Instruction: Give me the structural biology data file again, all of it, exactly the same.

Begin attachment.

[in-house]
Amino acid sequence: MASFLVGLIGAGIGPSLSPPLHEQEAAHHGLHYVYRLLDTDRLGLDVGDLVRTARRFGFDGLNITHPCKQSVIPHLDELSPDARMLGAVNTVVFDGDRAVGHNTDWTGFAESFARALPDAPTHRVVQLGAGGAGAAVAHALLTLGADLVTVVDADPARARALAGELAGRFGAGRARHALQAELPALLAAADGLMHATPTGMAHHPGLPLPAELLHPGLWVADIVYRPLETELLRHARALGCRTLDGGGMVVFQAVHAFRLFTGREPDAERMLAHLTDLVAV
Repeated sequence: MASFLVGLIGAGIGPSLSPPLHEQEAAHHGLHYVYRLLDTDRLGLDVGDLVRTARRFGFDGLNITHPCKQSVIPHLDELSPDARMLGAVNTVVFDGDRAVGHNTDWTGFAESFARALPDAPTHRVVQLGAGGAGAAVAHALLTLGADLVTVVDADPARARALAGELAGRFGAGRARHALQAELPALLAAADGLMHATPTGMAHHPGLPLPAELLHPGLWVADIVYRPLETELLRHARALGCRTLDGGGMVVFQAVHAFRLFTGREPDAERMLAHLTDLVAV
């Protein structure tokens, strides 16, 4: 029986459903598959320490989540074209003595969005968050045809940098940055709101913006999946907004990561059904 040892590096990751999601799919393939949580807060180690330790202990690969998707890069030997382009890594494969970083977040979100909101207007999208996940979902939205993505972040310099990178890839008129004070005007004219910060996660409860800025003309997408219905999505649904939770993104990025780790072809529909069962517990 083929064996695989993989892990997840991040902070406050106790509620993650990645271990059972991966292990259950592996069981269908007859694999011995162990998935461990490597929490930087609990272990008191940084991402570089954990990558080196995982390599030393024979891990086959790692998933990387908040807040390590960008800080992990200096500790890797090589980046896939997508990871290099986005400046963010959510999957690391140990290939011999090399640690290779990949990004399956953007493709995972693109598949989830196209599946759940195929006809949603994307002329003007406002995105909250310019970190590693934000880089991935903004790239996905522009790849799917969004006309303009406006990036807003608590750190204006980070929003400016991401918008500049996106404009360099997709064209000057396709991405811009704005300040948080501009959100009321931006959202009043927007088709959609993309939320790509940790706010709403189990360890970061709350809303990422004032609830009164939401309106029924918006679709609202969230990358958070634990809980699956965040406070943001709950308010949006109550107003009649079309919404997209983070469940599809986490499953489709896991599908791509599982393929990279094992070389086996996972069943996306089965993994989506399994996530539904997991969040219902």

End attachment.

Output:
[in-house]
Amino acid sequence: MASFLVGLIGAGIGPSLSPPLHEQEAAHHGLHYVYRLLDTDRLGLDVGDLVRTARRFGFDGLNITHPCKQSVIPHLDELSPDARMLGAVNTVVFDGDRAVGHNTDWTGFAESFARALPDAPTHRVVQLGAGGAGAAVAHALLTLGADLVTVVDADPARARALAGELAGRFGAGRARHALQAELPALLAAADGLMHATPTGMAHHPGLPLPAELLHPGLWVADIVYRPLETELLRHARALGCRTLDGGGMVVFQAVHAFRLFTGREPDAERMLAHLTDLVAV
Repeated sequence: MASFLVGLIGAGIGPSLSPPLHEQEAAHHGLHYVYRLLDTDRLGLDVGDLVRTARRFGFDGLNITHPCKQSVIPHLDELSPDARMLGAVNTVVFDGDRAVGHNTDWTGFAESFARALPDAPTHRVVQLGAGGAGAAVAHALLTLGADLVTVVDADPARARALAGELAGRFGAGRARHALQAELPALLAAADGLMHATPTGMAHHPGLPLPAELLHPGLWVADIVYRPLETELLRHARALGCRTLDGGGMVVFQAVHAFRLFTGREPDAERMLAHLTDLVAV
């Protein structure tokens, strides 16, 4: 029986459903598959320490989540074209003595969005968050045809940098940055709101913006999946907004990561059904 040892590096990751999601799919393939949580807060180690330790202990690969998707890069030997382009890594494969970083977040979100909101207007999208996940979902939205993505972040310099990178890839008129004070005007004219910060996660409860800025003309997408219905999505649904939770993104990025780790072809529909069962517990 083929064996695989993989892990997840991040902070406050106790509620993650990645271990059972991966292990259950592996069981269908007859694999011995162990998935461990490597929490930087609990272990008191940084991402570089954990990558080196995982390599030393024979891990086959790692998933990387908040807040390590960008800080992990200096500790890797090589980046896939997508990871290099986005400046963010959510999957690391140990290939011999090399640690290779990949990004399956953007493709995972693109598949989830196209599946759940195929006809949603994307002329003007406002995105909250310019970190590693934000880089991935903004790239996905522009790849799917969004006309303009406006990036807003608590750190204006980070929003400016991401918008500049996106404009360099997709064209000057396709991405811009704005300040948080501009959100009321931006959202009043927007088709959609993309939320790509940790706010709403189990360890970061709350809303990422004032609830009164939401309106029924918006679709609202969230990358958070634990809980699956965040406070943001709950308010949006109550107003009649079309919404997209983070469940599809986490499953489709896991599908791509599982393929990279094992070389086996996972069943996306089965993994989506399994996530539904997991969040219902």